Similar to traditional landscape photography, choosing what to include in the composition and where each element is placed within the frame in relation to each other is key… as of course is the quality of light. I look for compositions where moving the camera through the scene will define and accentuate shapes, shadows, colors and lines. To me there is almost a painterly feel to these impressionistic scenes, and in some there is a luminosity and glow when the elements all blend together. Trees are a favorite subject of mine for this style of image, and in the one above I returned to a favorite place.
The path leading from the Nature Center past the Wild Gardens of Acadia and toward the Jesup Trail takes you by some beautiful tall grasses and several stands of birch trees that, in the right light, are absolutely spectacular. I choose a shutter speed of 0.5 seconds and let the camera select the corresponding aperture that it thinks will render a correct exposure. I then pan the camera in a vertical movement while the shutter is open, check the histogram to make any necessary exposure adjustments, and then go to work on trying to capture a scene that I like.
The images below were all created using a similar technique – each was captured on a wonderful hike to Bubble Rock earlier on this same day. As I wandered along the trail, the fresh spring leaves on the canopy were being backlit by the morning sun, and the intense greens contrasting with the rain-soaked earthy browns of the trees and trail made for some striking opportunities.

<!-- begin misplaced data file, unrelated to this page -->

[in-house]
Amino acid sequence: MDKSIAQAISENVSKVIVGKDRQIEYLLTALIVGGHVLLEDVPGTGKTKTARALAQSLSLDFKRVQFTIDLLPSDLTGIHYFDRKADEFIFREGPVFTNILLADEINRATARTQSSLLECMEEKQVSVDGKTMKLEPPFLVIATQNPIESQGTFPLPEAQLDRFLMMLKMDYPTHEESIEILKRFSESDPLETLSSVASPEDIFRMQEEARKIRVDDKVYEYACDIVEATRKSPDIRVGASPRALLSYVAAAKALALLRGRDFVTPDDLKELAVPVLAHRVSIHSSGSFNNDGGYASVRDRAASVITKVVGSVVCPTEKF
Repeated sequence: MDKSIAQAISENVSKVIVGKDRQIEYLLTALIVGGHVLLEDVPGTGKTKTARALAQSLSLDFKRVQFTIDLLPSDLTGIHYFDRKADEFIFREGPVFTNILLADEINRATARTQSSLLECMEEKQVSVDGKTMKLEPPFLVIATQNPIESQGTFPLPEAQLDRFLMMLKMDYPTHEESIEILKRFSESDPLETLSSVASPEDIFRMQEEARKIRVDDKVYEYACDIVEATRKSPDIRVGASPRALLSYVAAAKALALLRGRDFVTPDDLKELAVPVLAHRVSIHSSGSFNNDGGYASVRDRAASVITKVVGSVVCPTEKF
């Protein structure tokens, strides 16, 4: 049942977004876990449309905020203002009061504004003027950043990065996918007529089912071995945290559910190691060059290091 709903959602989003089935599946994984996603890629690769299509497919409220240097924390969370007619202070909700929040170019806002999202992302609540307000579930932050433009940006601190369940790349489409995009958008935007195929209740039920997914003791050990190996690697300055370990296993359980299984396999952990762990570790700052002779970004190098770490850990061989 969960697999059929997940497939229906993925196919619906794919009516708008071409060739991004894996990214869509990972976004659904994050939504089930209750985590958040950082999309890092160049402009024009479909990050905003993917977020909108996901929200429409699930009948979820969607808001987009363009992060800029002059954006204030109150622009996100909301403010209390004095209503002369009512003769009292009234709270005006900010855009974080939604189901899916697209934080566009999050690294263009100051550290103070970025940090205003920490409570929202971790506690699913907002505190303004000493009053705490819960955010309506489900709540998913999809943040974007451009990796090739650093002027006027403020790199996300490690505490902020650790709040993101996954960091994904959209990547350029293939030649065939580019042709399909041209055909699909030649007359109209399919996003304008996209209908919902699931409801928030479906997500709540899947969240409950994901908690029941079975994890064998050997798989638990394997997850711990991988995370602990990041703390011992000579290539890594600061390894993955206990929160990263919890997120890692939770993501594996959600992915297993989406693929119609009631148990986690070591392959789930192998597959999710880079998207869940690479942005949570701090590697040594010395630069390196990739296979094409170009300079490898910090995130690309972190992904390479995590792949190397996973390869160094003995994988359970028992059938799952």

I think a big part of what I like about this style of photography is that every time the shutter is pressed the result is different. I can make a dozen images of exactly the same scene, and depending on the speed and direction of movement employed, each will be unique. Though I realize that these images are not everyone’s cup of tea, I am intrigued by them and that’s what matters most 🙂
Most of my images in this genre to date have been landscape oriented, but when I saw this scene I knew it was a prime candidate for applying this technique in a portrait orientation.
The leaves strewn across the forest floor added an element of color to the scene that I hoped would provide an interesting foreground, and the lines offered by the tree trunks would hopefully hold the viewer’s interest compositionally. The vertical shape of the image I think also accentuates the lines.
Though I realize that not everyone will like this type of image, I personally enjoy the color palette and find it very pleasing to the eye.
In the second image, I was drawn not only to the large tree in the foreground with the vertical patterns on the bark, but also to the layers of trees that you can see in the background.
As we wandered along the trail, the light would periodically break through the canopy of the forest, and at this time of year the sun is fairly low in the sky offering pretty dramatic side-lighting on the tree trunks. The shadows and highlights on the tree trunks add depth to this image that is crucial to its impact.
I love how the colors and shapes blend together while still maintaining enough of their original form to allow the viewer to understand what they are looking at. I enjoy how what are often complex and cluttered scenes become simplified and distilled to basic elements.